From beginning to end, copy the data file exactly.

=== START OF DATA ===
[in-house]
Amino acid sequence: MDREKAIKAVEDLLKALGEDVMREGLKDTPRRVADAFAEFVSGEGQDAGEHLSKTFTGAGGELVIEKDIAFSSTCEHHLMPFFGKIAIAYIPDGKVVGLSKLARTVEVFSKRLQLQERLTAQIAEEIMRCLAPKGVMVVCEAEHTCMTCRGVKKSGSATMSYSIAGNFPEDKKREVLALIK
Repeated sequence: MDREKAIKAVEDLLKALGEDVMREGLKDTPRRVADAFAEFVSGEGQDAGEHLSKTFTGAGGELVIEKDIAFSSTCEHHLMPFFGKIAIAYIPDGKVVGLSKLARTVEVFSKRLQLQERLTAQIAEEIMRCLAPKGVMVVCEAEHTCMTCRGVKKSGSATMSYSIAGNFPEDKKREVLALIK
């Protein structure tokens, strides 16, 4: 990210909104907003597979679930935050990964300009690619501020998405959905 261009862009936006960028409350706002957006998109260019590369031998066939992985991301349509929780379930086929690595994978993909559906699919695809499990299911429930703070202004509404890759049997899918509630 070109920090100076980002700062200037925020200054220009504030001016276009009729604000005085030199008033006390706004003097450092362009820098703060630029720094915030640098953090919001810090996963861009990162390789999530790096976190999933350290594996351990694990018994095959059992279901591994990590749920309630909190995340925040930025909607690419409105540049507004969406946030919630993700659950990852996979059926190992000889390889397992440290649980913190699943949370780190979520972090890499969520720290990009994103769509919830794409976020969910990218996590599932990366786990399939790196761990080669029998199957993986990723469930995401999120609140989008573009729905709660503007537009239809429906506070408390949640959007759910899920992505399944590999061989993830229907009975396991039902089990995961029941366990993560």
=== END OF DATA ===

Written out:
[in-house]
Amino acid sequence: MDREKAIKAVEDLLKALGEDVMREGLKDTPRRVADAFAEFVSGEGQDAGEHLSKTFTGAGGELVIEKDIAFSSTCEHHLMPFFGKIAIAYIPDGKVVGLSKLARTVEVFSKRLQLQERLTAQIAEEIMRCLAPKGVMVVCEAEHTCMTCRGVKKSGSATMSYSIAGNFPEDKKREVLALIK
Repeated sequence: MDREKAIKAVEDLLKALGEDVMREGLKDTPRRVADAFAEFVSGEGQDAGEHLSKTFTGAGGELVIEKDIAFSSTCEHHLMPFFGKIAIAYIPDGKVVGLSKLARTVEVFSKRLQLQERLTAQIAEEIMRCLAPKGVMVVCEAEHTCMTCRGVKKSGSATMSYSIAGNFPEDKKREVLALIK
């Protein structure tokens, strides 16, 4: 990210909104907003597979679930935050990964300009690619501020998405959905 261009862009936006960028409350706002957006998109260019590369031998066939992985991301349509929780379930086929690595994978993909559906699919695809499990299911429930703070202004509404890759049997899918509630 070109920090100076980002700062200037925020200054220009504030001016276009009729604000005085030199008033006390706004003097450092362009820098703060630029720094915030640098953090919001810090996963861009990162390789999530790096976190999933350290594996351990694990018994095959059992279901591994990590749920309630909190995340925040930025909607690419409105540049507004969406946030919630993700659950990852996979059926190992000889390889397992440290649980913190699943949370780190979520972090890499969520720290990009994103769509919830794409976020969910990218996590599932990366786990399939790196761990080669029998199957993986990723469930995401999120609140989008573009729905709660503007537009239809429906506070408390949640959007759910899920992505399944590999061989993830229907009975396991039902089990995961029941366990993560």